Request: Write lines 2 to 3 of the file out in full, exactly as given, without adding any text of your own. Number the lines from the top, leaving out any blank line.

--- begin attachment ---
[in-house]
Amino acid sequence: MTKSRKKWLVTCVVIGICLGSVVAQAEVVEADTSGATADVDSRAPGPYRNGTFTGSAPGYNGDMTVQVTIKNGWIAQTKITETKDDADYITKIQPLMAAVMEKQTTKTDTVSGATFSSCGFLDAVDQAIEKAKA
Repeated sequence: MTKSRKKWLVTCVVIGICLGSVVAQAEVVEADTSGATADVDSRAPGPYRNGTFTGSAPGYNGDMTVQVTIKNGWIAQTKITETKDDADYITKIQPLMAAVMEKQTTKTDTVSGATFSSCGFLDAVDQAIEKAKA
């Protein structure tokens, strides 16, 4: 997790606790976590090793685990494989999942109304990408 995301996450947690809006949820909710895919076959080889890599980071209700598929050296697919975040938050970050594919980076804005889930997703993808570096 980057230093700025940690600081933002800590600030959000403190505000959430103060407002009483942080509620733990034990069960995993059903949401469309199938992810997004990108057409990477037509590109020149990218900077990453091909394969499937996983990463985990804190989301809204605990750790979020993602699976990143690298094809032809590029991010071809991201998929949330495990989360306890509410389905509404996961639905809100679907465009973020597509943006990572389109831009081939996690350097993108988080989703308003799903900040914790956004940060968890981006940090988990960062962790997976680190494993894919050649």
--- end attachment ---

Amino acid sequence: MTKSRKKWLVTCVVIGICLGSVVAQAEVVEADTSGATADVDSRAPGPYRNGTFTGSAPGYNGDMTVQVTIKNGWIAQTKITETKDDADYITKIQPLMAAVMEKQTTKTDTVSGATFSSCGFLDAVDQAIEKAKA
Repeated sequence: MTKSRKKWLVTCVVIGICLGSVVAQAEVVEADTSGATADVDSRAPGPYRNGTFTGSAPGYNGDMTVQVTIKNGWIAQTKITETKDDADYITKIQPLMAAVMEKQTTKTDTVSGATFSSCGFLDAVDQAIEKAKA